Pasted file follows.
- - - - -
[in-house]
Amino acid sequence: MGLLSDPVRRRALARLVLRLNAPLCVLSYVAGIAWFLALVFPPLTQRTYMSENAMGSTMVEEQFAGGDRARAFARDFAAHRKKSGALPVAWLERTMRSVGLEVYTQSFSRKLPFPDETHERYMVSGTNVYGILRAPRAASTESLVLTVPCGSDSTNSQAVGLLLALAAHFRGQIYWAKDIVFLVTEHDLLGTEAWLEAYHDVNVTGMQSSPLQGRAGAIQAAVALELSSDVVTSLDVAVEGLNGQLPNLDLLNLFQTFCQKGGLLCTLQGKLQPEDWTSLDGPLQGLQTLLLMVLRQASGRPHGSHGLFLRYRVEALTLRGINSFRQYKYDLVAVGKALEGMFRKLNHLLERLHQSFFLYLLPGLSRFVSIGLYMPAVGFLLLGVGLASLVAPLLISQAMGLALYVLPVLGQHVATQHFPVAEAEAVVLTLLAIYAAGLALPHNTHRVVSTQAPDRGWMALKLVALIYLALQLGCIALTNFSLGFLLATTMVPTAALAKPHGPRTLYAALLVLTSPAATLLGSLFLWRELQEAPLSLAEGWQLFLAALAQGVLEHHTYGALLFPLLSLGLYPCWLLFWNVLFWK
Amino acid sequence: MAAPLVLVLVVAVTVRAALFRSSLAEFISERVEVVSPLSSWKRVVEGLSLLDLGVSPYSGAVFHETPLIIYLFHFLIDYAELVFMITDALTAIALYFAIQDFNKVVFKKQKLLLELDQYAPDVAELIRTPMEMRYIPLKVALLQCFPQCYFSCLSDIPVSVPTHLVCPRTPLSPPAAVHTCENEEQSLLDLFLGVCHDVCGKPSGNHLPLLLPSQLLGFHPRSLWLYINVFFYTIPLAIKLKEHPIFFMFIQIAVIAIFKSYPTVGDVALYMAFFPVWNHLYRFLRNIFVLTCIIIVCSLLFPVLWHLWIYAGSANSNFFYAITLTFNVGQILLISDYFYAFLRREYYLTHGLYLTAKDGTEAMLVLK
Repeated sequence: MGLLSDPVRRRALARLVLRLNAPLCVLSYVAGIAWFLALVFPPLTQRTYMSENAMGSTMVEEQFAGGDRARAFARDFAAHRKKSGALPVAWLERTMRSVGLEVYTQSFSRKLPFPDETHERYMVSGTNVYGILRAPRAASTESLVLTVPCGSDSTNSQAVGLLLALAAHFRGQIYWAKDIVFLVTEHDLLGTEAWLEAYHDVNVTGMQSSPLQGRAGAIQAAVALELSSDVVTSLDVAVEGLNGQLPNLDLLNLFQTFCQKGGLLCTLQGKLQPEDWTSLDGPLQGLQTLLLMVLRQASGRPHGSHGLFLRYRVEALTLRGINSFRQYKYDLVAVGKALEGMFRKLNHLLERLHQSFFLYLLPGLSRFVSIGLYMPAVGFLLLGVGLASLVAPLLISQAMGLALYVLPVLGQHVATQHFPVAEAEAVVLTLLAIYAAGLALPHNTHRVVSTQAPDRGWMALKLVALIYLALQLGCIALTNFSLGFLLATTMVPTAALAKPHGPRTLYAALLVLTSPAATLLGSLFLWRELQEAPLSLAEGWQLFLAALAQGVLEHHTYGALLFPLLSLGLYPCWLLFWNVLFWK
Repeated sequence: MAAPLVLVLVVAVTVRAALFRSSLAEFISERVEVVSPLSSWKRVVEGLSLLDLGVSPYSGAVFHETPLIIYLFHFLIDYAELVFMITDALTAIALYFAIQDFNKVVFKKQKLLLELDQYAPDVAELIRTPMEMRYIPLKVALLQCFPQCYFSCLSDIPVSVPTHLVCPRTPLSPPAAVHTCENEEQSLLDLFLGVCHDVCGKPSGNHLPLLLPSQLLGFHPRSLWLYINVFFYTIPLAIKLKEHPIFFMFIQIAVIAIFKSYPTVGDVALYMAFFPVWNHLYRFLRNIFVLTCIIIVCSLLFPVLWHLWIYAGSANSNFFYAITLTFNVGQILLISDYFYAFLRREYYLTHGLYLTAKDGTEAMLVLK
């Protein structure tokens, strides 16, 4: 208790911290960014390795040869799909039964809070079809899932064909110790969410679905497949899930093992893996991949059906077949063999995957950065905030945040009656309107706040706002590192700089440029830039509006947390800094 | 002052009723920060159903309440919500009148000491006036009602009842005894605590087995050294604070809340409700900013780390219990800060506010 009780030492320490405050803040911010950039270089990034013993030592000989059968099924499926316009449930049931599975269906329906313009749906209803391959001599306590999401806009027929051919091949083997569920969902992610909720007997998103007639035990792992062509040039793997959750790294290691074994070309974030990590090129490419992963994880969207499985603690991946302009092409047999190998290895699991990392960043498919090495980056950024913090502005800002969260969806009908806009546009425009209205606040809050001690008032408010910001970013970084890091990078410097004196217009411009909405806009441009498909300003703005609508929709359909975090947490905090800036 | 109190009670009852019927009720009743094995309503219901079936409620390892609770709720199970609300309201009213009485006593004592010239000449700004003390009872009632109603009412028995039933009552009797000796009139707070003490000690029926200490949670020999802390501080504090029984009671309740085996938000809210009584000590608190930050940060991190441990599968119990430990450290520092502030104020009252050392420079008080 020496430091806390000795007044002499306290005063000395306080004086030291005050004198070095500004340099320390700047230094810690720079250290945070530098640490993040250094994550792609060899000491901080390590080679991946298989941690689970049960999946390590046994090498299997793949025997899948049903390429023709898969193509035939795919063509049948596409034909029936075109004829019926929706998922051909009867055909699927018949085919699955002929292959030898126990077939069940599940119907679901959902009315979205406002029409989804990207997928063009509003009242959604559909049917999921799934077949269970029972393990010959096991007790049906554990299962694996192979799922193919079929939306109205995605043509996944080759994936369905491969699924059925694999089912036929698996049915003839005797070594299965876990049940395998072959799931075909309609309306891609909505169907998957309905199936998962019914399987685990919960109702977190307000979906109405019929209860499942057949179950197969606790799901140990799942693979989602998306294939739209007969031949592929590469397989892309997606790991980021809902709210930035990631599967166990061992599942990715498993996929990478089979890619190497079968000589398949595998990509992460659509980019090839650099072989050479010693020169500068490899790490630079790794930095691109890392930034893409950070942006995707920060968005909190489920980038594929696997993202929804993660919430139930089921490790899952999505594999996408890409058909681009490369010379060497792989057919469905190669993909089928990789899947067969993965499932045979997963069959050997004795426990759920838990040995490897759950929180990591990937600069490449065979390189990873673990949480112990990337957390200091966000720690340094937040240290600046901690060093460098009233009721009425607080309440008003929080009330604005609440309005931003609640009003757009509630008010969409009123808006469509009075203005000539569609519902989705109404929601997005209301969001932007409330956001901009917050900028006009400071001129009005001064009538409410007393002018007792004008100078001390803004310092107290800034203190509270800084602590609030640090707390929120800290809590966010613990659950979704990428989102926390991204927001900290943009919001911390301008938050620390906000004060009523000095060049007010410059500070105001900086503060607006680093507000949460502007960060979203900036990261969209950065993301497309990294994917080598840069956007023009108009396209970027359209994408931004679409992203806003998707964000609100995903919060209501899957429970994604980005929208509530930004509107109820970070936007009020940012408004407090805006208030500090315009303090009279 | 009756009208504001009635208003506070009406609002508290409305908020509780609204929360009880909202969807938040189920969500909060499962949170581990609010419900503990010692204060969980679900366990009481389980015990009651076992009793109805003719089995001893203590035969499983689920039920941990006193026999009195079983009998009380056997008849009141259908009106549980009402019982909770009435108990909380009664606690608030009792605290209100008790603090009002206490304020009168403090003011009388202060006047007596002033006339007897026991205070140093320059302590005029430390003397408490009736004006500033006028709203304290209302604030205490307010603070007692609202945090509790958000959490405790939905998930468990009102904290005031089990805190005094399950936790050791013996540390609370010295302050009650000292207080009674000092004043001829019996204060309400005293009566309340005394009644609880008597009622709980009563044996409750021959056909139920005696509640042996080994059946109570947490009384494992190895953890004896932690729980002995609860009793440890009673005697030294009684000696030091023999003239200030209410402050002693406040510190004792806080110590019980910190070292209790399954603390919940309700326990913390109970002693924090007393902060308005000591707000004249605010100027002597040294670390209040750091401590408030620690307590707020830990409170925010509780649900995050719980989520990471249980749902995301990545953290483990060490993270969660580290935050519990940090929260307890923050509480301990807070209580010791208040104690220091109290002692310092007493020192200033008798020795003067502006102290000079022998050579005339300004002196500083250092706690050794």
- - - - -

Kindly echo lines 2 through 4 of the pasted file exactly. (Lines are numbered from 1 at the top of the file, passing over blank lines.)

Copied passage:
Amino acid sequence: MGLLSDPVRRRALARLVLRLNAPLCVLSYVAGIAWFLALVFPPLTQRTYMSENAMGSTMVEEQFAGGDRARAFARDFAAHRKKSGALPVAWLERTMRSVGLEVYTQSFSRKLPFPDETHERYMVSGTNVYGILRAPRAASTESLVLTVPCGSDSTNSQAVGLLLALAAHFRGQIYWAKDIVFLVTEHDLLGTEAWLEAYHDVNVTGMQSSPLQGRAGAIQAAVALELSSDVVTSLDVAVEGLNGQLPNLDLLNLFQTFCQKGGLLCTLQGKLQPEDWTSLDGPLQGLQTLLLMVLRQASGRPHGSHGLFLRYRVEALTLRGINSFRQYKYDLVAVGKALEGMFRKLNHLLERLHQSFFLYLLPGLSRFVSIGLYMPAVGFLLLGVGLASLVAPLLISQAMGLALYVLPVLGQHVATQHFPVAEAEAVVLTLLAIYAAGLALPHNTHRVVSTQAPDRGWMALKLVALIYLALQLGCIALTNFSLGFLLATTMVPTAALAKPHGPRTLYAALLVLTSPAATLLGSLFLWRELQEAPLSLAEGWQLFLAALAQGVLEHHTYGALLFPLLSLGLYPCWLLFWNVLFWK
Amino acid sequence: MAAPLVLVLVVAVTVRAALFRSSLAEFISERVEVVSPLSSWKRVVEGLSLLDLGVSPYSGAVFHETPLIIYLFHFLIDYAELVFMITDALTAIALYFAIQDFNKVVFKKQKLLLELDQYAPDVAELIRTPMEMRYIPLKVALLQCFPQCYFSCLSDIPVSVPTHLVCPRTPLSPPAAVHTCENEEQSLLDLFLGVCHDVCGKPSGNHLPLLLPSQLLGFHPRSLWLYINVFFYTIPLAIKLKEHPIFFMFIQIAVIAIFKSYPTVGDVALYMAFFPVWNHLYRFLRNIFVLTCIIIVCSLLFPVLWHLWIYAGSANSNFFYAITLTFNVGQILLISDYFYAFLRREYYLTHGLYLTAKDGTEAMLVLK
Repeated sequence: MGLLSDPVRRRALARLVLRLNAPLCVLSYVAGIAWFLALVFPPLTQRTYMSENAMGSTMVEEQFAGGDRARAFARDFAAHRKKSGALPVAWLERTMRSVGLEVYTQSFSRKLPFPDETHERYMVSGTNVYGILRAPRAASTESLVLTVPCGSDSTNSQAVGLLLALAAHFRGQIYWAKDIVFLVTEHDLLGTEAWLEAYHDVNVTGMQSSPLQGRAGAIQAAVALELSSDVVTSLDVAVEGLNGQLPNLDLLNLFQTFCQKGGLLCTLQGKLQPEDWTSLDGPLQGLQTLLLMVLRQASGRPHGSHGLFLRYRVEALTLRGINSFRQYKYDLVAVGKALEGMFRKLNHLLERLHQSFFLYLLPGLSRFVSIGLYMPAVGFLLLGVGLASLVAPLLISQAMGLALYVLPVLGQHVATQHFPVAEAEAVVLTLLAIYAAGLALPHNTHRVVSTQAPDRGWMALKLVALIYLALQLGCIALTNFSLGFLLATTMVPTAALAKPHGPRTLYAALLVLTSPAATLLGSLFLWRELQEAPLSLAEGWQLFLAALAQGVLEHHTYGALLFPLLSLGLYPCWLLFWNVLFWK